A comprehensive immigration reform bill that includes a path to citizenship for immigrants living in the country illegally is "highly unlikely" to pass the Republican-majority House of Representatives, Georgia Republican Rep. Tom Price, the vice chair of the House Budget Committee, said.
During a Christian Science Monitor breakfast meeting Wednesday, a reporter asked Price if a majority of House members could support a path to legality for immigrants similar to the provision in the bill currently moving through the Senate.
"I think at this point, that would be highly unlikely," Price said. "Because I don't think there's a trust of our conference in the administration to enforce the current laws that are on the books as they relate to much of immigration. And not just this administration—it has been previous administrations as well."
Price, who opposes the comprehensive approach taken in the Senate—which combines enhanced border security with a path to legality—pointed to the failure of the comprehensive immigration reform bill signed by President Ronald Reagan in 1986. Despite promises at the time that the law would end the flow of illegal immigration, millions still reside in the United States outside the bounds of the law.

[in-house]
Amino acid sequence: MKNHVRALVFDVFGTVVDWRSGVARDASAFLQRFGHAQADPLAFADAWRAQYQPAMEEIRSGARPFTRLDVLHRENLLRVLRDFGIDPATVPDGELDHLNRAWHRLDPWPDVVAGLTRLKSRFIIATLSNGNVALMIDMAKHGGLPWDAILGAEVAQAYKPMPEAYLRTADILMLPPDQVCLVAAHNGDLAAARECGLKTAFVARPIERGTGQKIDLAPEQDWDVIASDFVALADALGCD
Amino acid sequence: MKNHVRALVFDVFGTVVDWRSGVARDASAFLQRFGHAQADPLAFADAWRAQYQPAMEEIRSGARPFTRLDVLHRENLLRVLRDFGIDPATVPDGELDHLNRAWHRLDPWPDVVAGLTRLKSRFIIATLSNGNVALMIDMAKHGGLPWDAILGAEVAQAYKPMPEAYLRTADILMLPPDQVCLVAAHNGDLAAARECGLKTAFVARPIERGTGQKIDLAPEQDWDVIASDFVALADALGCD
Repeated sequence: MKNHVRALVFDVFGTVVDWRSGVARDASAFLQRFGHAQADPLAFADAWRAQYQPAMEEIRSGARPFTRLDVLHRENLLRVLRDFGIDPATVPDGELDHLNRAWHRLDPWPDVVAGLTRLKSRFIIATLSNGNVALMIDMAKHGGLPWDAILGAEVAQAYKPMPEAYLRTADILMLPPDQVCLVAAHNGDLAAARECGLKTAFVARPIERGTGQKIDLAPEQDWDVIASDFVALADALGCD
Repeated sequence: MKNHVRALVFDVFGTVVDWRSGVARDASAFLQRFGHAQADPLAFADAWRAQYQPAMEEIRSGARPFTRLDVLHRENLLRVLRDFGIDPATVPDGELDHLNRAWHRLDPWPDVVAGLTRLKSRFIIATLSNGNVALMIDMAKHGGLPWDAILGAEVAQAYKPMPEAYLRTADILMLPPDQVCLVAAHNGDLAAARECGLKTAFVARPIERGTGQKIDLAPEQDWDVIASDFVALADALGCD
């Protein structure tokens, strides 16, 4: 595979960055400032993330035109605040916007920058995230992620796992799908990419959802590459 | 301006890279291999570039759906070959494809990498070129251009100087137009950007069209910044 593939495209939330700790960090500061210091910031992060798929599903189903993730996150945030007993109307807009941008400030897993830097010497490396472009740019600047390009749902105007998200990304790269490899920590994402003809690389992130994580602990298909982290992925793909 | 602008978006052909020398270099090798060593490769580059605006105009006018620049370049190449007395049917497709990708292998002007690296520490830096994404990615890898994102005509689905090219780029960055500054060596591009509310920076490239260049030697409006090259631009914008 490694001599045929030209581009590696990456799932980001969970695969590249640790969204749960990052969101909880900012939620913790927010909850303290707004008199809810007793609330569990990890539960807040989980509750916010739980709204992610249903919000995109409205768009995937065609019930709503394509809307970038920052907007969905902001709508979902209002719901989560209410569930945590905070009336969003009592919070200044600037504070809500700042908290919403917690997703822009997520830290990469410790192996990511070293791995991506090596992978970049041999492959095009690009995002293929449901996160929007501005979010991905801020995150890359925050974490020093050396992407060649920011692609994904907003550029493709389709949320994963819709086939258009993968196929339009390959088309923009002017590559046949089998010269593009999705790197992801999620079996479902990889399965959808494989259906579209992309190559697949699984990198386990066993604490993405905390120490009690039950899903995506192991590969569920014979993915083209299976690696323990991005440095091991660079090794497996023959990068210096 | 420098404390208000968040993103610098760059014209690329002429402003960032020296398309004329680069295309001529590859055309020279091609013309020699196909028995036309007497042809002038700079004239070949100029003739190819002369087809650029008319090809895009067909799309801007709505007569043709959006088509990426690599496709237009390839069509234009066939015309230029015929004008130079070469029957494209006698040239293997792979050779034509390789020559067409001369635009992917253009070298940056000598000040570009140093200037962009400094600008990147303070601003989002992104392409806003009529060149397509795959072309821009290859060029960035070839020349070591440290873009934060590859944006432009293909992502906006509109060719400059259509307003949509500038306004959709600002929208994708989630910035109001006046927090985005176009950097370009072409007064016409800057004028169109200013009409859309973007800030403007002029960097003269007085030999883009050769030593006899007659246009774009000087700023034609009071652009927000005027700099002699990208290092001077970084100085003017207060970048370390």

Price said that the Obama administration would need to prove that it can enforce current laws before he would consider supporting new comprehensive legislation. In the meantime, Price said he would rather Congress take a piecemeal approach.
"There's no trust at all. The first step in regaining that trust is living up to the promise that was made to the nation back in 1986, and that is controlling and securing the border," Price said. "So until the administration is able to do that, I don't think that there's any trust that whatever could pass would be enforced or made certain that it would work in a positive way."
The Senate Judiciary Committee in May approved its own immigration bill, which supporters hope will receive a vote by the full chamber by July 4. A bipartisan group of House members are still negotiating a version for the lower chamber.
Florida Republican Sen. Marco Rubio, one of the lead architects of the Senate bill, will attend a meeting of conservative House members to discuss the bill on Wednesday.